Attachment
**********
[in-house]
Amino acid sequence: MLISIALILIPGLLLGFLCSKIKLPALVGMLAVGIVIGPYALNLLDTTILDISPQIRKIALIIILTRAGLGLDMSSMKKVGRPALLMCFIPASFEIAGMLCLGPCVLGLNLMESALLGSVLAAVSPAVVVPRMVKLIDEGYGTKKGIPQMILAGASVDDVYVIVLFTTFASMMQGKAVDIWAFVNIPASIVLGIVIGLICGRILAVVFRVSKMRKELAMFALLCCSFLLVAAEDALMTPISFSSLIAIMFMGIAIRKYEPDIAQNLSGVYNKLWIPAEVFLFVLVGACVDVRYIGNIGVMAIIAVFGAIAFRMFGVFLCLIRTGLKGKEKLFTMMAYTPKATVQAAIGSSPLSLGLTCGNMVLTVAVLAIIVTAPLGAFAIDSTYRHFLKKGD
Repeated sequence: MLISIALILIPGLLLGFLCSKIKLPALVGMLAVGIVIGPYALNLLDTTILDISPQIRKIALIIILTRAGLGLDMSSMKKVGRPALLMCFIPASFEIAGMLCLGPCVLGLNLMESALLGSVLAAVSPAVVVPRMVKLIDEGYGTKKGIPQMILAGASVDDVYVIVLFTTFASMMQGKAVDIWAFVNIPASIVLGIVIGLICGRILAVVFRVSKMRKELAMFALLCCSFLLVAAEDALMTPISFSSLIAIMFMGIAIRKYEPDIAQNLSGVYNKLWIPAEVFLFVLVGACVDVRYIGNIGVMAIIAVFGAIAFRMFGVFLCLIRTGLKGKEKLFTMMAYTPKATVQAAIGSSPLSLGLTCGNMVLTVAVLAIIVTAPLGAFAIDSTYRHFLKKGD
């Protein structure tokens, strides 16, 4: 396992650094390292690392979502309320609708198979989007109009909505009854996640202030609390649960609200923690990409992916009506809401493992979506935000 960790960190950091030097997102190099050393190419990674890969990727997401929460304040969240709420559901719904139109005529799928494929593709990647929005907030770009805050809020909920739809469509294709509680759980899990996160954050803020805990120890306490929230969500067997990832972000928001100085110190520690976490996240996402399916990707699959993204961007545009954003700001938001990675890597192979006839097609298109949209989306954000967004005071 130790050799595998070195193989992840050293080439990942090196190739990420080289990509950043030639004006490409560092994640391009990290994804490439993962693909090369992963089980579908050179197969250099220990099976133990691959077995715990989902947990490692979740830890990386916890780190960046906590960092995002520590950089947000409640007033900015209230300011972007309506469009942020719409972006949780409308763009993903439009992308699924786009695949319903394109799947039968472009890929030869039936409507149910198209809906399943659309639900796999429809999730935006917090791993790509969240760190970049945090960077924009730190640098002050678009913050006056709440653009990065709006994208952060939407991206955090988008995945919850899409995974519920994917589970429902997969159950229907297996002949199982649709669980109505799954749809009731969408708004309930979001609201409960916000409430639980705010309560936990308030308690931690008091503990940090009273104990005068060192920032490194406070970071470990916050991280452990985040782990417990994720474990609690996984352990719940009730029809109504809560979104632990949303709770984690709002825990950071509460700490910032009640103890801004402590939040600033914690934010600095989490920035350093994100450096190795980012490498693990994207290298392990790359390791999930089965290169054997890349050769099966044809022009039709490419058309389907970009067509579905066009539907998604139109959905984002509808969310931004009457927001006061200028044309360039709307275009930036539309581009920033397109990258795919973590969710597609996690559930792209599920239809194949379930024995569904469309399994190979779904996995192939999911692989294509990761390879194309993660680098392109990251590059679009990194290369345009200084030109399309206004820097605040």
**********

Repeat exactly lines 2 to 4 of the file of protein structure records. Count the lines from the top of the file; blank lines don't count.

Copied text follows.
Amino acid sequence: MLISIALILIPGLLLGFLCSKIKLPALVGMLAVGIVIGPYALNLLDTTILDISPQIRKIALIIILTRAGLGLDMSSMKKVGRPALLMCFIPASFEIAGMLCLGPCVLGLNLMESALLGSVLAAVSPAVVVPRMVKLIDEGYGTKKGIPQMILAGASVDDVYVIVLFTTFASMMQGKAVDIWAFVNIPASIVLGIVIGLICGRILAVVFRVSKMRKELAMFALLCCSFLLVAAEDALMTPISFSSLIAIMFMGIAIRKYEPDIAQNLSGVYNKLWIPAEVFLFVLVGACVDVRYIGNIGVMAIIAVFGAIAFRMFGVFLCLIRTGLKGKEKLFTMMAYTPKATVQAAIGSSPLSLGLTCGNMVLTVAVLAIIVTAPLGAFAIDSTYRHFLKKGD
Repeated sequence: MLISIALILIPGLLLGFLCSKIKLPALVGMLAVGIVIGPYALNLLDTTILDISPQIRKIALIIILTRAGLGLDMSSMKKVGRPALLMCFIPASFEIAGMLCLGPCVLGLNLMESALLGSVLAAVSPAVVVPRMVKLIDEGYGTKKGIPQMILAGASVDDVYVIVLFTTFASMMQGKAVDIWAFVNIPASIVLGIVIGLICGRILAVVFRVSKMRKELAMFALLCCSFLLVAAEDALMTPISFSSLIAIMFMGIAIRKYEPDIAQNLSGVYNKLWIPAEVFLFVLVGACVDVRYIGNIGVMAIIAVFGAIAFRMFGVFLCLIRTGLKGKEKLFTMMAYTPKATVQAAIGSSPLSLGLTCGNMVLTVAVLAIIVTAPLGAFAIDSTYRHFLKKGD
């Protein structure tokens, strides 16, 4: 396992650094390292690392979502309320609708198979989007109009909505009854996640202030609390649960609200923690990409992916009506809401493992979506935000 960790960190950091030097997102190099050393190419990674890969990727997401929460304040969240709420559901719904139109005529799928494929593709990647929005907030770009805050809020909920739809469509294709509680759980899990996160954050803020805990120890306490929230969500067997990832972000928001100085110190520690976490996240996402399916990707699959993204961007545009954003700001938001990675890597192979006839097609298109949209989306954000967004005071 130790050799595998070195193989992840050293080439990942090196190739990420080289990509950043030639004006490409560092994640391009990290994804490439993962693909090369992963089980579908050179197969250099220990099976133990691959077995715990989902947990490692979740830890990386916890780190960046906590960092995002520590950089947000409640007033900015209230300011972007309506469009942020719409972006949780409308763009993903439009992308699924786009695949319903394109799947039968472009890929030869039936409507149910198209809906399943659309639900796999429809999730935006917090791993790509969240760190970049945090960077924009730190640098002050678009913050006056709440653009990065709006994208952060939407991206955090988008995945919850899409995974519920994917589970429902997969159950229907297996002949199982649709669980109505799954749809009731969408708004309930979001609201409960916000409430639980705010309560936990308030308690931690008091503990940090009273104990005068060192920032490194406070970071470990916050991280452990985040782990417990994720474990609690996984352990719940009730029809109504809560979104632990949303709770984690709002825990950071509460700490910032009640103890801004402590939040600033914690934010600095989490920035350093994100450096190795980012490498693990994207290298392990790359390791999930089965290169054997890349050769099966044809022009039709490419058309389907970009067509579905066009539907998604139109959905984002509808969310931004009457927001006061200028044309360039709307275009930036539309581009920033397109990258795919973590969710597609996690559930792209599920239809194949379930024995569904469309399994190979779904996995192939999911692989294509990761390879194309993660680098392109990251590059679009990194290369345009200084030109399309206004820097605040």